Roberto Calvi, who earned his nick­name for his close ties to the Vat­i­can Bank, was found hanged beneath Black­fri­ars Bridge in Lon­don amid strong sus­pi­cions that he was murdered.

Ayda Suarez Levy, the widow of a Boli­vian druglord, claims that Calvi was laun­der­ing drug car­tel money through an account in Nas­sau, in the Bahamas, on behalf of South Amer­i­can drug lords.

The Cocaine King sheds new light on Calvi’s death, which remains one of the Vatican’s dark­est chap­ters and most con­tested mys­ter­ies. Mrs Levy, the widow of Roberto Suarez Gomez, claimed in an inter­view on Ital­ian tele­vi­sion on Mon­day that Mr Calvi was her husband’s “Ital­ian con­tact”. “He said he could vouch for us,” she told Italy’s Chan­nel Seven television.

“He said by vouch­ing for us at such a high level, busi­ness would go well for us. I imag­ine he was talk­ing about cocaine. He was not explicit but I imag­ine that is what it was about.”

Levy recounted an encounter involv­ing her hus­band and Gunter Sachs, a multi-millionaire Ger­man play­boy who was the third hus­band of Brigitte Bar­dot. She said that six months before Calvi’s death, she and her hus­band met Mr Sachs on a trip to Switzer­land and they dis­cussed the Ital­ian banker.

Mr Sachs, who com­mit­ted sui­cide in his Swiss chalet last year at the age of 78, report­edly told the Boli­vian drug baron: “Calvi is very scared because Pablo Esco­bar wants his money back from the bank in Nassau.”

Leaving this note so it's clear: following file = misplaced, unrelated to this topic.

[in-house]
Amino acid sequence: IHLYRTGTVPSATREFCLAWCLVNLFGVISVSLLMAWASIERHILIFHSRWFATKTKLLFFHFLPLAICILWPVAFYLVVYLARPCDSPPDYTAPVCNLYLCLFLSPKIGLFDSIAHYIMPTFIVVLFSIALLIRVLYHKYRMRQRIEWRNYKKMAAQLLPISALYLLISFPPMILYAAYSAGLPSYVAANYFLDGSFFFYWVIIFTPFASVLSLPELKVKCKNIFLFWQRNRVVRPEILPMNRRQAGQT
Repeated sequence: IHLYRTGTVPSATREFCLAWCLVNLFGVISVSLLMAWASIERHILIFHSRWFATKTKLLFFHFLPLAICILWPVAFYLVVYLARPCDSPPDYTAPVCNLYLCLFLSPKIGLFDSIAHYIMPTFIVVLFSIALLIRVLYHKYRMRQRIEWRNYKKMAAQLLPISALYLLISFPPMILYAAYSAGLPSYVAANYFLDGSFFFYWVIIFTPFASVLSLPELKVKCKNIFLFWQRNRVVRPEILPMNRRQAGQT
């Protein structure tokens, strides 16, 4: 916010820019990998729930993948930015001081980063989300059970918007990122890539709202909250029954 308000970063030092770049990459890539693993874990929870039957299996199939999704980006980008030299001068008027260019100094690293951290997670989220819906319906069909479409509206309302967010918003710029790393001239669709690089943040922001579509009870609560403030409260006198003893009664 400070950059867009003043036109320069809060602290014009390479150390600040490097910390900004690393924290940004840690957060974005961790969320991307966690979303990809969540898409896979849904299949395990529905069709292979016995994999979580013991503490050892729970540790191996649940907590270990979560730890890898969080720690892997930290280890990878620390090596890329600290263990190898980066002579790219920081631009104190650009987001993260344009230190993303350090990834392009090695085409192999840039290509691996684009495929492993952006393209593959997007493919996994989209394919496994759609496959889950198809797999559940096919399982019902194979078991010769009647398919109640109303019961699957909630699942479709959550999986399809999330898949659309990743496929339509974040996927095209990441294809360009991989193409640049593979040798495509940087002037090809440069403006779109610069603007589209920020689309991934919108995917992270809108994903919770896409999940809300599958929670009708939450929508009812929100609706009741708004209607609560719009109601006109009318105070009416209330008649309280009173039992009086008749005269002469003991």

The Bahamas bank that he was refer­ring to was an affil­i­ate of Banco Ambrosiano, which was Italy’s biggest pri­vate bank when it col­lapsed in 1982. It was headed by Mr Calvi, who had close ties to the Vatican’s bank, for­mally known as the Isti­tuto per le Opere di Reli­gion – the Insti­tute for Reli­gious Works.

Calvi was a member of P2, an illegal Italian Masonic lodge.[citation needed] Calvi was found dead in London, after disappearing just before the corruption became public. His death was initially ruled suicide, and a second trial — ordered by his family — then returned an "open verdict".

The day before Calvi's corpse was discovered, his secretary also "committed suicide" by falling from a fourth floor office window at the bank's headquarters. A note was found which attacked Calvi for bringing the bank into disrepute.

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